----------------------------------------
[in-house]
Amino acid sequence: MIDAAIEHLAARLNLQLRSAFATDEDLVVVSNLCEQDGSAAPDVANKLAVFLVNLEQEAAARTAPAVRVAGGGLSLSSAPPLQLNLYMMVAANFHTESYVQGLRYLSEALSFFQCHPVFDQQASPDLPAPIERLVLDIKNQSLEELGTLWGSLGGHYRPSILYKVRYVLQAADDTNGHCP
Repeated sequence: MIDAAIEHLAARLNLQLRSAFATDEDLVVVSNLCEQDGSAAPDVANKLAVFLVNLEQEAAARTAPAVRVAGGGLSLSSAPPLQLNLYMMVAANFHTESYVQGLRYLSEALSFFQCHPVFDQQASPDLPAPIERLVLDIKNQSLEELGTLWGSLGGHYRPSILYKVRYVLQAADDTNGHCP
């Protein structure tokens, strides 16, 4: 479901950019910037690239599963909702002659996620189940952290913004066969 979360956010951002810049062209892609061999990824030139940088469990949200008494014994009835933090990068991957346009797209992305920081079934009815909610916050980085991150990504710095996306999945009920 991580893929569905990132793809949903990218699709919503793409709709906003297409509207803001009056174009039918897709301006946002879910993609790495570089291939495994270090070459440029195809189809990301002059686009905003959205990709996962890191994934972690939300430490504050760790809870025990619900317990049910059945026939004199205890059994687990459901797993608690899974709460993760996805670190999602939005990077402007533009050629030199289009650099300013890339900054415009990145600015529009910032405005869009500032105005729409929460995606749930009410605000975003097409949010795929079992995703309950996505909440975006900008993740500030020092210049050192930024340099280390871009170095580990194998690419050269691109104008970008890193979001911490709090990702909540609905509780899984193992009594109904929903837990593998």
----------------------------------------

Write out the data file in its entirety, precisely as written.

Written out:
[in-house]
Amino acid sequence: MIDAAIEHLAARLNLQLRSAFATDEDLVVVSNLCEQDGSAAPDVANKLAVFLVNLEQEAAARTAPAVRVAGGGLSLSSAPPLQLNLYMMVAANFHTESYVQGLRYLSEALSFFQCHPVFDQQASPDLPAPIERLVLDIKNQSLEELGTLWGSLGGHYRPSILYKVRYVLQAADDTNGHCP
Repeated sequence: MIDAAIEHLAARLNLQLRSAFATDEDLVVVSNLCEQDGSAAPDVANKLAVFLVNLEQEAAARTAPAVRVAGGGLSLSSAPPLQLNLYMMVAANFHTESYVQGLRYLSEALSFFQCHPVFDQQASPDLPAPIERLVLDIKNQSLEELGTLWGSLGGHYRPSILYKVRYVLQAADDTNGHCP
């Protein structure tokens, strides 16, 4: 479901950019910037690239599963909702002659996620189940952290913004066969 979360956010951002810049062209892609061999990824030139940088469990949200008494014994009835933090990068991957346009797209992305920081079934009815909610916050980085991150990504710095996306999945009920 991580893929569905990132793809949903990218699709919503793409709709906003297409509207803001009056174009039918897709301006946002879910993609790495570089291939495994270090070459440029195809189809990301002059686009905003959205990709996962890191994934972690939300430490504050760790809870025990619900317990049910059945026939004199205890059994687990459901797993608690899974709460993760996805670190999602939005990077402007533009050629030199289009650099300013890339900054415009990145600015529009910032405005869009500032105005729409929460995606749930009410605000975003097409949010795929079992995703309950996505909440975006900008993740500030020092210049050192930024340099280390871009170095580990194998690419050269691109104008970008890193979001911490709090990702909540609905509780899984193992009594109904929903837990593998």